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Police still investigating fatal hit-and-run on Langley Bypass

It has been seven months since a 37-year-old unidentified Langley man was run over and killed in a hit and run crash, which involves a Surrey RCMP consultant as a suspect.

But possible criminal charges against the suspect are likely a year or more away, say Surrey RCMP.

“This is a high-profile death and our serious crimes section has taken over the investigation,” said Surrey RCMP spokesperson Curtis Harling.

Given the suspect in this case is a civilian who was working for the Surrey RCMP at the time of the fatal crash, it makes the investigation more complex, he added. Investigators are having to gather all the analysis from various agencies and from reconstructionists.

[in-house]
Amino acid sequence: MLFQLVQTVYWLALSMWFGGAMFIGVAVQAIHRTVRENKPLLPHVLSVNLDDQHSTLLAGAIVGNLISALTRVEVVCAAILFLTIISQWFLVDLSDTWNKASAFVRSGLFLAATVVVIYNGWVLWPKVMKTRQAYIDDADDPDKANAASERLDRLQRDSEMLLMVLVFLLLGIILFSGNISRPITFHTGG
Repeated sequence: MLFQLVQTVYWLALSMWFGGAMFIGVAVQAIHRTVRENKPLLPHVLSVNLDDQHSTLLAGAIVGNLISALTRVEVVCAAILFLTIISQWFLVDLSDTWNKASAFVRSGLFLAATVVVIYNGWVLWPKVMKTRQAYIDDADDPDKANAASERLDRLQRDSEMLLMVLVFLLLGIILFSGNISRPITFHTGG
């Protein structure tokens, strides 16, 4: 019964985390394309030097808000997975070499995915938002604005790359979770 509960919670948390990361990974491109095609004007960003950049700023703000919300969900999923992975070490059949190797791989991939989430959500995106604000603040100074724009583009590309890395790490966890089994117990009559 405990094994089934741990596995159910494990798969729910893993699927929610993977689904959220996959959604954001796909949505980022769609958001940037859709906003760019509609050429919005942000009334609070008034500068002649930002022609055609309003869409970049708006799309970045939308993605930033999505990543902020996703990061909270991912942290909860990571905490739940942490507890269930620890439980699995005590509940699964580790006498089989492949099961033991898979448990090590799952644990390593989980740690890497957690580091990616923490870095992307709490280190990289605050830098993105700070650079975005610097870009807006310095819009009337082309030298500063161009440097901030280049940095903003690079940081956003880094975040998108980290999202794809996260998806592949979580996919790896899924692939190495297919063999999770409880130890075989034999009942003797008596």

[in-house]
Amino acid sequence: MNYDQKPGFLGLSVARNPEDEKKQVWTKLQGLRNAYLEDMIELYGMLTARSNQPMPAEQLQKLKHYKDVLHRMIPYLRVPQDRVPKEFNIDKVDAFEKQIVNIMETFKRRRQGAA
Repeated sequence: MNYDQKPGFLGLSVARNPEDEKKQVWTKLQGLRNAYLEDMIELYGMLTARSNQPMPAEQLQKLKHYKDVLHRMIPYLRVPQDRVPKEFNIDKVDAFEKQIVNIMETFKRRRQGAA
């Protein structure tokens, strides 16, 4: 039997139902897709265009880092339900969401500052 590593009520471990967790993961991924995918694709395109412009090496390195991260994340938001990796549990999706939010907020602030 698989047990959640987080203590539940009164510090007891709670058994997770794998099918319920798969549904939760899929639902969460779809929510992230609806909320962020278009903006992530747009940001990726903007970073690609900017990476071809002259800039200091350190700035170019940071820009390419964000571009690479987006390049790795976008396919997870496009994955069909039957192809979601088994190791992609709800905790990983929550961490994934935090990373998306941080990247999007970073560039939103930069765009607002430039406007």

Ironically, the suspect was working with Surrey RCMP’s traffic section reconstructing and re-creating a 2012 fatal crash that killed one of their own officers, Const. Adrian Oliver. Oliver died in November 2012, at the intersection of 64 Avenue and 148 Street, when his cruiser was in collision with a semi truck.

The consultant was driving the semi he used to re-create Oliver’s fatal crash. He had been working that day (Aug. 7) in the re-creation of the crash.

After working on the re-creation, the suspect civilian was driving a semi eastbound in the curb lane in the 19500 block of Langley Bypass, when the semi allegedly struck and killed the 37-year-old pedestrian. Surrey RCMP say the semi driver didn’t stop to render assistance but kept driving.

The pedestrian was pronounced dead at the scene.

The crash took place in the overnight hours. Police put out a description of the older model blue semi cab to the media and by mid-afternoon, Surrey RCMP had located and seized the truck. The driver of the vehicle was located and was questioned by Surrey RCMP that same day. He was released without charges.

The victim’s name has not been released.

The names of deceased people aren’t released while criminal investigations are going on, said B.C. Coroner Service’s Robert Fisher at the time of the man’s death.

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